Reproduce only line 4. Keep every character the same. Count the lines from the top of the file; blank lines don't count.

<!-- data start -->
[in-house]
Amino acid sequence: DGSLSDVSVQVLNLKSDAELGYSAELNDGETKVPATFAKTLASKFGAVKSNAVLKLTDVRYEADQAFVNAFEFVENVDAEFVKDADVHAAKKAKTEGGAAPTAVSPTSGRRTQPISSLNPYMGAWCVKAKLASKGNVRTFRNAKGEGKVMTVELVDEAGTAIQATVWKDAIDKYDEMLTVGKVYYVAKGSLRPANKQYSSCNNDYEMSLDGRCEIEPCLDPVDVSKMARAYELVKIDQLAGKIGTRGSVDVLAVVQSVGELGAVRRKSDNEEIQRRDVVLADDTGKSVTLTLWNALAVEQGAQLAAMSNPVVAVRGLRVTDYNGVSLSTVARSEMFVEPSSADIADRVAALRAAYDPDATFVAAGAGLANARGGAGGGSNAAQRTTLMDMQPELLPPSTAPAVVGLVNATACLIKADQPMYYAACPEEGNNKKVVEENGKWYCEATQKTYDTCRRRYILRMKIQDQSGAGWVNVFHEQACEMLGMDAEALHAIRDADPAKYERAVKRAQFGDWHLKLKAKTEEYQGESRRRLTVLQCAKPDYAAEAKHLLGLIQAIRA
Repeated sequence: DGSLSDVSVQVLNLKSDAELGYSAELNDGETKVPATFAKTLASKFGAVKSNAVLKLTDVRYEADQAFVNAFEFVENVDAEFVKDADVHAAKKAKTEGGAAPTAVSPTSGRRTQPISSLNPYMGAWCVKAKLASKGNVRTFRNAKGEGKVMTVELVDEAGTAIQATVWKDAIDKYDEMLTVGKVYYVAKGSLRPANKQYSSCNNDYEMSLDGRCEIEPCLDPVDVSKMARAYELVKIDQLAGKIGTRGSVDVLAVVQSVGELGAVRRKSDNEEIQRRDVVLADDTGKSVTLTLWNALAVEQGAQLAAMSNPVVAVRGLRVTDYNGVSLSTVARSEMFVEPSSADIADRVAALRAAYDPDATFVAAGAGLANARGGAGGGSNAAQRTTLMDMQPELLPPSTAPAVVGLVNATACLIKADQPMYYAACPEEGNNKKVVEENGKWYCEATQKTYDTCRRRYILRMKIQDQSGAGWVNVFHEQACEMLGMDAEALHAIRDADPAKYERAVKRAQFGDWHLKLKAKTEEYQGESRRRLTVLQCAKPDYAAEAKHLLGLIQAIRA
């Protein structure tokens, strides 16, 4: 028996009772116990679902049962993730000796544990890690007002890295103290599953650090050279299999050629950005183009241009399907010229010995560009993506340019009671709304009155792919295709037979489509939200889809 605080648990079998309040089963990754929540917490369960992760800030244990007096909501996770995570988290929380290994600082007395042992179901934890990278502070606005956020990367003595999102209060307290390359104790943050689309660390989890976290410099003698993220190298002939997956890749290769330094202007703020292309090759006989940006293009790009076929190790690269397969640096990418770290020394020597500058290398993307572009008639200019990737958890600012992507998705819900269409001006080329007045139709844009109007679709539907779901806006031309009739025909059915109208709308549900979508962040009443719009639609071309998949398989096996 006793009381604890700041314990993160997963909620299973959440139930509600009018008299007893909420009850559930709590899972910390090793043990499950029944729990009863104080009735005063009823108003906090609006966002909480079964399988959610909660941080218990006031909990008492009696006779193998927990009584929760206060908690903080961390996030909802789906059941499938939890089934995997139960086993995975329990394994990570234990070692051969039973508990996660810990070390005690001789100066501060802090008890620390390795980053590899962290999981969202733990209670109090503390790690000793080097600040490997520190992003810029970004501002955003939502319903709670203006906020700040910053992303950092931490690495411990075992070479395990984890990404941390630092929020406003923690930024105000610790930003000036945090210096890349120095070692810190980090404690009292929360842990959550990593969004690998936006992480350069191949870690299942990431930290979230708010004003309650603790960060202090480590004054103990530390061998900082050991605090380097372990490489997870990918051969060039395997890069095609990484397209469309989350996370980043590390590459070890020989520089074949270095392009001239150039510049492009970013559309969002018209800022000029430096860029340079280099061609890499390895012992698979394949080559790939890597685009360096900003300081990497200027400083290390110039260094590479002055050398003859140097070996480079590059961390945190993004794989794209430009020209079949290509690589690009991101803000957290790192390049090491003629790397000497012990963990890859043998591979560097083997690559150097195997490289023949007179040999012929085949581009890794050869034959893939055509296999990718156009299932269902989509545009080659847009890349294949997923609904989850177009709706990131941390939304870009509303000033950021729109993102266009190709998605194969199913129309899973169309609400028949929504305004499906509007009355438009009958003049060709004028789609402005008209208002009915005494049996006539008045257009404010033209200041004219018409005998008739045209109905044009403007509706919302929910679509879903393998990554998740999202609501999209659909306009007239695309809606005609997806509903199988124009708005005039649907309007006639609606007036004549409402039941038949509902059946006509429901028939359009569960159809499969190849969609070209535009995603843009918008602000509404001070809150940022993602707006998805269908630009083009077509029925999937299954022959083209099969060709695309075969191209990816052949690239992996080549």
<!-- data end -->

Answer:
């Protein structure tokens, strides 16, 4: 028996009772116990679902049962993730000796544990890690007002890295103290599953650090050279299999050629950005183009241009399907010229010995560009993506340019009671709304009155792919295709037979489509939200889809 605080648990079998309040089963990754929540917490369960992760800030244990007096909501996770995570988290929380290994600082007395042992179901934890990278502070606005956020990367003595999102209060307290390359104790943050689309660390989890976290410099003698993220190298002939997956890749290769330094202007703020292309090759006989940006293009790009076929190790690269397969640096990418770290020394020597500058290398993307572009008639200019990737958890600012992507998705819900269409001006080329007045139709844009109007679709539907779901806006031309009739025909059915109208709308549900979508962040009443719009639609071309998949398989096996 006793009381604890700041314990993160997963909620299973959440139930509600009018008299007893909420009850559930709590899972910390090793043990499950029944729990009863104080009735005063009823108003906090609006966002909480079964399988959610909660941080218990006031909990008492009696006779193998927990009584929760206060908690903080961390996030909802789906059941499938939890089934995997139960086993995975329990394994990570234990070692051969039973508990996660810990070390005690001789100066501060802090008890620390390795980053590899962290999981969202733990209670109090503390790690000793080097600040490997520190992003810029970004501002955003939502319903709670203006906020700040910053992303950092931490690495411990075992070479395990984890990404941390630092929020406003923690930024105000610790930003000036945090210096890349120095070692810190980090404690009292929360842990959550990593969004690998936006992480350069191949870690299942990431930290979230708010004003309650603790960060202090480590004054103990530390061998900082050991605090380097372990490489997870990918051969060039395997890069095609990484397209469309989350996370980043590390590459070890020989520089074949270095392009001239150039510049492009970013559309969002018209800022000029430096860029340079280099061609890499390895012992698979394949080559790939890597685009360096900003300081990497200027400083290390110039260094590479002055050398003859140097070996480079590059961390945190993004794989794209430009020209079949290509690589690009991101803000957290790192390049090491003629790397000497012990963990890859043998591979560097083997690559150097195997490289023949007179040999012929085949581009890794050869034959893939055509296999990718156009299932269902989509545009080659847009890349294949997923609904989850177009709706990131941390939304870009509303000033950021729109993102266009190709998605194969199913129309899973169309609400028949929504305004499906509007009355438009009958003049060709004028789609402005008209208002009915005494049996006539008045257009404010033209200041004219018409005998008739045209109905044009403007509706919302929910679509879903393998990554998740999202609501999209659909306009007239695309809606005609997806509903199988124009708005005039649907309007006639609606007036004549409402039941038949509902059946006509429901028939359009569960159809499969190849969609070209535009995603843009918008602000509404001070809150940022993602707006998805269908630009083009077509029925999937299954022959083209099969060709695309075969191209990816052949690239992996080549």